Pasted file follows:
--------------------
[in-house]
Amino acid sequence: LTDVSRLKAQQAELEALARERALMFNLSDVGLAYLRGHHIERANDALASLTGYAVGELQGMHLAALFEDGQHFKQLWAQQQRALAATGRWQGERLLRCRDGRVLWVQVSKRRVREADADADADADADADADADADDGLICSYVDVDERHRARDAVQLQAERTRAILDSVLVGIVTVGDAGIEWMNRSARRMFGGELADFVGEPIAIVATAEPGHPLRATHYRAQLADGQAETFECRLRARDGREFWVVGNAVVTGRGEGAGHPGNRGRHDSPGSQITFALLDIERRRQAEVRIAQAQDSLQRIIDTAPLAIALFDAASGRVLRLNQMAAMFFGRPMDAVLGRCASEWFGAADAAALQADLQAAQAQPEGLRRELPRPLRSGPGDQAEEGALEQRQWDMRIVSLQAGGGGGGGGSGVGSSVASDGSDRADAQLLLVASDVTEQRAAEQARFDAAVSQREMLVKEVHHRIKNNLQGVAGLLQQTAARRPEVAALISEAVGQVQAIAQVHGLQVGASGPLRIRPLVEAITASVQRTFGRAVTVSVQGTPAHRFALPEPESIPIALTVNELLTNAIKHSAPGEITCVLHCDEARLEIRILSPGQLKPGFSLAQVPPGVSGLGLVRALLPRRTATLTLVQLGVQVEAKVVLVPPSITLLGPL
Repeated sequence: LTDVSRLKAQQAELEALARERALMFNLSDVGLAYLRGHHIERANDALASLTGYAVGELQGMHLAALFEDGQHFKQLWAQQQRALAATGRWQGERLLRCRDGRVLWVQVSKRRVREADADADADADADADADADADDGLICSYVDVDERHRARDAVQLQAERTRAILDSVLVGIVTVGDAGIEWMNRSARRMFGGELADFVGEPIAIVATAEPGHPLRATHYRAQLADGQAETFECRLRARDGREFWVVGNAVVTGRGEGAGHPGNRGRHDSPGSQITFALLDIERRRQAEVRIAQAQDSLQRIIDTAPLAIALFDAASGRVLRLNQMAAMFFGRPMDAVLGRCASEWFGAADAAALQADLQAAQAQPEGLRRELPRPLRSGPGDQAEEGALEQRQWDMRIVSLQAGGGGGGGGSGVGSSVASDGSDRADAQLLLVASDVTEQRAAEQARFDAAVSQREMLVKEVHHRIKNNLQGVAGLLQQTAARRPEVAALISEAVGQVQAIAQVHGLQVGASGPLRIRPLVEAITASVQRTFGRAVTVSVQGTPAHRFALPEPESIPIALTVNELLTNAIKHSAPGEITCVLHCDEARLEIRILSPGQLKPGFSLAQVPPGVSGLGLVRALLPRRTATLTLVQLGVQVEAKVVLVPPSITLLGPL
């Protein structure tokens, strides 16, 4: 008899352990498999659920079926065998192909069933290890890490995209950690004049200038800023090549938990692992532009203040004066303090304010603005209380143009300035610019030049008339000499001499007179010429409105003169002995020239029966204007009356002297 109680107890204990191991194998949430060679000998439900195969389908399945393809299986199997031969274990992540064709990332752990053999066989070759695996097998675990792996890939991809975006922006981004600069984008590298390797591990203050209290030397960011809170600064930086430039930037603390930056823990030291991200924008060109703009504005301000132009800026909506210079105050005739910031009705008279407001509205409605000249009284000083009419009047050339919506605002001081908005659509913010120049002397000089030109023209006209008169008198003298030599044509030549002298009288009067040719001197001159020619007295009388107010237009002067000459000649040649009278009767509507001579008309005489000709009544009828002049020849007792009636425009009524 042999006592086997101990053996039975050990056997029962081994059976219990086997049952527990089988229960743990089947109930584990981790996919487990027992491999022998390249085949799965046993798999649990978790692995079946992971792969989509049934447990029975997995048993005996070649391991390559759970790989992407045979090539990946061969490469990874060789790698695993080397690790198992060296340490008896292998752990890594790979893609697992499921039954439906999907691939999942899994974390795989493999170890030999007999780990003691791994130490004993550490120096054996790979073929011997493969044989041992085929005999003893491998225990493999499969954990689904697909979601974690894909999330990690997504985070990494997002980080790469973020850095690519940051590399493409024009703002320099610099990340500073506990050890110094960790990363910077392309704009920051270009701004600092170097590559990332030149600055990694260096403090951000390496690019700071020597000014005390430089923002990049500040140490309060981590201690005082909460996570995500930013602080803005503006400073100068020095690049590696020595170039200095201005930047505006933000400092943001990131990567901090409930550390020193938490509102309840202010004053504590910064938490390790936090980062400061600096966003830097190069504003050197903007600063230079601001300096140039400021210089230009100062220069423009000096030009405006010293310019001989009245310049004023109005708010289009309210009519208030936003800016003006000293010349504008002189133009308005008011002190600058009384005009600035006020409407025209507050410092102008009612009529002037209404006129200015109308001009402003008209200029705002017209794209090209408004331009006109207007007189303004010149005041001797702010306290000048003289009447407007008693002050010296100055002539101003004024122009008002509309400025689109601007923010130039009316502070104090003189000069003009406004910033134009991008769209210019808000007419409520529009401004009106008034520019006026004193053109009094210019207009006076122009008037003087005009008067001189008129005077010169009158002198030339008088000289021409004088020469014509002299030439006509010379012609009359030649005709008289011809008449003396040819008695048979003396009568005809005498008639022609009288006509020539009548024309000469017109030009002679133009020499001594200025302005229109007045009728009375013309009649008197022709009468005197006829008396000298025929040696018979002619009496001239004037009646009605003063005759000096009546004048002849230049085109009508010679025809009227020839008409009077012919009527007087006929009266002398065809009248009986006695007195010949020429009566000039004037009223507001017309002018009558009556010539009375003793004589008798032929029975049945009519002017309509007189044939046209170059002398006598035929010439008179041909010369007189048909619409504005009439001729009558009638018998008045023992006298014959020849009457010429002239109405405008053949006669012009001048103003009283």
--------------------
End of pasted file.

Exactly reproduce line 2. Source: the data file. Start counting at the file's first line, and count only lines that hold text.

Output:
Amino acid sequence: LTDVSRLKAQQAELEALARERALMFNLSDVGLAYLRGHHIERANDALASLTGYAVGELQGMHLAALFEDGQHFKQLWAQQQRALAATGRWQGERLLRCRDGRVLWVQVSKRRVREADADADADADADADADADADDGLICSYVDVDERHRARDAVQLQAERTRAILDSVLVGIVTVGDAGIEWMNRSARRMFGGELADFVGEPIAIVATAEPGHPLRATHYRAQLADGQAETFECRLRARDGREFWVVGNAVVTGRGEGAGHPGNRGRHDSPGSQITFALLDIERRRQAEVRIAQAQDSLQRIIDTAPLAIALFDAASGRVLRLNQMAAMFFGRPMDAVLGRCASEWFGAADAAALQADLQAAQAQPEGLRRELPRPLRSGPGDQAEEGALEQRQWDMRIVSLQAGGGGGGGGSGVGSSVASDGSDRADAQLLLVASDVTEQRAAEQARFDAAVSQREMLVKEVHHRIKNNLQGVAGLLQQTAARRPEVAALISEAVGQVQAIAQVHGLQVGASGPLRIRPLVEAITASVQRTFGRAVTVSVQGTPAHRFALPEPESIPIALTVNELLTNAIKHSAPGEITCVLHCDEARLEIRILSPGQLKPGFSLAQVPPGVSGLGLVRALLPRRTATLTLVQLGVQVEAKVVLVPPSITLLGPL